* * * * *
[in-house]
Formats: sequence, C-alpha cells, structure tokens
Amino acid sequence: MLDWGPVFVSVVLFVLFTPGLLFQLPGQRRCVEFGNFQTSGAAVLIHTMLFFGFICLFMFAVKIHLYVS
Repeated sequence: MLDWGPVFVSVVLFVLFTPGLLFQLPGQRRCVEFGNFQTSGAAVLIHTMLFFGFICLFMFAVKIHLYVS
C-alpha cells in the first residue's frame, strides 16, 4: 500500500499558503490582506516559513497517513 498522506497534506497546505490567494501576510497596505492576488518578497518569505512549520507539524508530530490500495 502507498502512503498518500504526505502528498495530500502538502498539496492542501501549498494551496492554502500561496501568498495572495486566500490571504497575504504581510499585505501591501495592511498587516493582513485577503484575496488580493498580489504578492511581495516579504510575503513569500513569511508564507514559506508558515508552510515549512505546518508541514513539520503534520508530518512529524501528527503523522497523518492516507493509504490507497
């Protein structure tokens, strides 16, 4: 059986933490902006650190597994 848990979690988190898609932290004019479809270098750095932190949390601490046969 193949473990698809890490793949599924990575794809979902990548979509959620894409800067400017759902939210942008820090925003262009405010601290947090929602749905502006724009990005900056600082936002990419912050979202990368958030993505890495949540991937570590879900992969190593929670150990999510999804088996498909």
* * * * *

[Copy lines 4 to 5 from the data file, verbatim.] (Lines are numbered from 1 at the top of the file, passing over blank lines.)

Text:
Repeated sequence: MLDWGPVFVSVVLFVLFTPGLLFQLPGQRRCVEFGNFQTSGAAVLIHTMLFFGFICLFMFAVKIHLYVS
C-alpha cells in the first residue's frame, strides 16, 4: 500500500499558503490582506516559513497517513 498522506497534506497546505490567494501576510497596505492576488518578497518569505512549520507539524508530530490500495 502507498502512503498518500504526505502528498495530500502538502498539496492542501501549498494551496492554502500561496501568498495572495486566500490571504497575504504581510499585505501591501495592511498587516493582513485577503484575496488580493498580489504578492511581495516579504510575503513569500513569511508564507514559506508558515508552510515549512505546518508541514513539520503534520508530518512529524501528527503523522497523518492516507493509504490507497